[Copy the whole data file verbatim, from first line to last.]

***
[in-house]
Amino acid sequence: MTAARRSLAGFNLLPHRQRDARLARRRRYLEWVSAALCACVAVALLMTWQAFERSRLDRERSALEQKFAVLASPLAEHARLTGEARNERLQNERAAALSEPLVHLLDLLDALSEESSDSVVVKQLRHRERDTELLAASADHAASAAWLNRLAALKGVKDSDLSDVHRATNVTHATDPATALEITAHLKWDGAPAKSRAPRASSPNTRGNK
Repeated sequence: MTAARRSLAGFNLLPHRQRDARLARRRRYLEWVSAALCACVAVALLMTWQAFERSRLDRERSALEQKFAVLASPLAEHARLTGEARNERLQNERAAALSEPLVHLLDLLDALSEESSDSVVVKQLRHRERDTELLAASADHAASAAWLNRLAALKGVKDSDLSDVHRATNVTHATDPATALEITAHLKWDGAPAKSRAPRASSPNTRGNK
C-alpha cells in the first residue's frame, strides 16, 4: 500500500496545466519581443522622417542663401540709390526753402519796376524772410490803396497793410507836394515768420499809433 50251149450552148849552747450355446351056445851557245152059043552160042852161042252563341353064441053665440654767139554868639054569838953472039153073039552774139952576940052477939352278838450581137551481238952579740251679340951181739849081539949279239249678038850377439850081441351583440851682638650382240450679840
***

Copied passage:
[in-house]
Amino acid sequence: MTAARRSLAGFNLLPHRQRDARLARRRRYLEWVSAALCACVAVALLMTWQAFERSRLDRERSALEQKFAVLASPLAEHARLTGEARNERLQNERAAALSEPLVHLLDLLDALSEESSDSVVVKQLRHRERDTELLAASADHAASAAWLNRLAALKGVKDSDLSDVHRATNVTHATDPATALEITAHLKWDGAPAKSRAPRASSPNTRGNK
Repeated sequence: MTAARRSLAGFNLLPHRQRDARLARRRRYLEWVSAALCACVAVALLMTWQAFERSRLDRERSALEQKFAVLASPLAEHARLTGEARNERLQNERAAALSEPLVHLLDLLDALSEESSDSVVVKQLRHRERDTELLAASADHAASAAWLNRLAALKGVKDSDLSDVHRATNVTHATDPATALEITAHLKWDGAPAKSRAPRASSPNTRGNK
C-alpha cells in the first residue's frame, strides 16, 4: 500500500496545466519581443522622417542663401540709390526753402519796376524772410490803396497793410507836394515768420499809433 50251149450552148849552747450355446351056445851557245152059043552160042852161042252563341353064441053665440654767139554868639054569838953472039153073039552774139952576940052477939352278838450581137551481238952579740251679340951181739849081539949279239249678038850377439850081441351583440851682638650382240450679840